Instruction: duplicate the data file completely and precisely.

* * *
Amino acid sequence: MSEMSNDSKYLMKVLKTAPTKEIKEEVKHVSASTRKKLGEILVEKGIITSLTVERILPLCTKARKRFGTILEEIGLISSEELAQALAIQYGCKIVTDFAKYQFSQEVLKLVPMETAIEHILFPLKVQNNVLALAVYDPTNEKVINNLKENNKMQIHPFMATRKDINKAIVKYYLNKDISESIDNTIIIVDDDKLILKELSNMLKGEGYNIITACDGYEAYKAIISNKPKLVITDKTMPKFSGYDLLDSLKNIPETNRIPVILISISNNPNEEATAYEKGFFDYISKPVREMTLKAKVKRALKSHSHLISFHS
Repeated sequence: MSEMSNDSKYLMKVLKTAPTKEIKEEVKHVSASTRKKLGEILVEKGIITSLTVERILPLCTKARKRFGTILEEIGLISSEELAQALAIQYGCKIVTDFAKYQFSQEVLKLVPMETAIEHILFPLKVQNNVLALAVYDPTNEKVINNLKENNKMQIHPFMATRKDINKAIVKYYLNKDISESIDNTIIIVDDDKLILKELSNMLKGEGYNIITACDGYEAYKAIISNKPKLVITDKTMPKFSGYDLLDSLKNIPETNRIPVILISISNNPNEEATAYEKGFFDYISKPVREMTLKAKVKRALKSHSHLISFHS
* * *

Amino acid sequence: MSEMSNDSKYLMKVLKTAPTKEIKEEVKHVSASTRKKLGEILVEKGIITSLTVERILPLCTKARKRFGTILEEIGLISSEELAQALAIQYGCKIVTDFAKYQFSQEVLKLVPMETAIEHILFPLKVQNNVLALAVYDPTNEKVINNLKENNKMQIHPFMATRKDINKAIVKYYLNKDISESIDNTIIIVDDDKLILKELSNMLKGEGYNIITACDGYEAYKAIISNKPKLVITDKTMPKFSGYDLLDSLKNIPETNRIPVILISISNNPNEEATAYEKGFFDYISKPVREMTLKAKVKRALKSHSHLISFHS
Repeated sequence: MSEMSNDSKYLMKVLKTAPTKEIKEEVKHVSASTRKKLGEILVEKGIITSLTVERILPLCTKARKRFGTILEEIGLISSEELAQALAIQYGCKIVTDFAKYQFSQEVLKLVPMETAIEHILFPLKVQNNVLALAVYDPTNEKVINNLKENNKMQIHPFMATRKDINKAIVKYYLNKDISESIDNTIIIVDDDKLILKELSNMLKGEGYNIITACDGYEAYKAIISNKPKLVITDKTMPKFSGYDLLDSLKNIPETNRIPVILISISNNPNEEATAYEKGFFDYISKPVREMTLKAKVKRALKSHSHLISFHS